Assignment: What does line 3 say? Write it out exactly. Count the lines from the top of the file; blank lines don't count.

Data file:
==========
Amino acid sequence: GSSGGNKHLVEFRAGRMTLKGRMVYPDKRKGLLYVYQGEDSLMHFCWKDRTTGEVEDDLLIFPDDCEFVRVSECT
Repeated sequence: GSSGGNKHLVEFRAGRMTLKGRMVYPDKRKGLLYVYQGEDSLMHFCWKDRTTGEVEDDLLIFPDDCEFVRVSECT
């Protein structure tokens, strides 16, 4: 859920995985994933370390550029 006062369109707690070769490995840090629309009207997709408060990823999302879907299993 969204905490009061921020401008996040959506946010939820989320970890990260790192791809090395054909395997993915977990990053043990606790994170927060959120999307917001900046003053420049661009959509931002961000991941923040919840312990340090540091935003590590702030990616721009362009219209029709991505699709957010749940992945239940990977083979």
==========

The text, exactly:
């Protein structure tokens, strides 16, 4: 859920995985994933370390550029 006062369109707690070769490995840090629309009207997709408060990823999302879907299993 969204905490009061921020401008996040959506946010939820989320970890990260790192791809090395054909395997993915977990990053043990606790994170927060959120999307917001900046003053420049661009959509931002961000991941923040919840312990340090540091935003590590702030990616721009362009219209029709991505699709957010749940992945239940990977083979």